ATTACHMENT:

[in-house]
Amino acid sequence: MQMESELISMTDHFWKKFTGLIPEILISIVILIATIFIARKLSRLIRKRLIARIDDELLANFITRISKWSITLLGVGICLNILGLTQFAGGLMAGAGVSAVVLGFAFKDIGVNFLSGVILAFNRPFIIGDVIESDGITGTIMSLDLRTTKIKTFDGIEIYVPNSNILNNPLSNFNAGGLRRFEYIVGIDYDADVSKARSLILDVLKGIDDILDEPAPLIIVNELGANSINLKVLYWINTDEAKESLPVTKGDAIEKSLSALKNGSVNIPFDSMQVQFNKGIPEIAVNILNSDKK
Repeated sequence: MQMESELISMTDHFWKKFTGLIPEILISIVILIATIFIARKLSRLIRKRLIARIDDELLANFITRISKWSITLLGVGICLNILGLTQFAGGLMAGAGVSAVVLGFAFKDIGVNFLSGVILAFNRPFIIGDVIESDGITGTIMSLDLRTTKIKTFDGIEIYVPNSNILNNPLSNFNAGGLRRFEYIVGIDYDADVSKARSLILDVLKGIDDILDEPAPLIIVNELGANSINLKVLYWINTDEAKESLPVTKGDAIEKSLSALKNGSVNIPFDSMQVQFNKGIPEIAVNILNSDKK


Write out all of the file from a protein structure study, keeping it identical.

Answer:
[in-house]
Amino acid sequence: MQMESELISMTDHFWKKFTGLIPEILISIVILIATIFIARKLSRLIRKRLIARIDDELLANFITRISKWSITLLGVGICLNILGLTQFAGGLMAGAGVSAVVLGFAFKDIGVNFLSGVILAFNRPFIIGDVIESDGITGTIMSLDLRTTKIKTFDGIEIYVPNSNILNNPLSNFNAGGLRRFEYIVGIDYDADVSKARSLILDVLKGIDDILDEPAPLIIVNELGANSINLKVLYWINTDEAKESLPVTKGDAIEKSLSALKNGSVNIPFDSMQVQFNKGIPEIAVNILNSDKK
Repeated sequence: MQMESELISMTDHFWKKFTGLIPEILISIVILIATIFIARKLSRLIRKRLIARIDDELLANFITRISKWSITLLGVGICLNILGLTQFAGGLMAGAGVSAVVLGFAFKDIGVNFLSGVILAFNRPFIIGDVIESDGITGTIMSLDLRTTKIKTFDGIEIYVPNSNILNNPLSNFNAGGLRRFEYIVGIDYDADVSKARSLILDVLKGIDDILDEPAPLIIVNELGANSINLKVLYWINTDEAKESLPVTKGDAIEKSLSALKNGSVNIPFDSMQVQFNKGIPEIAVNILNSDKK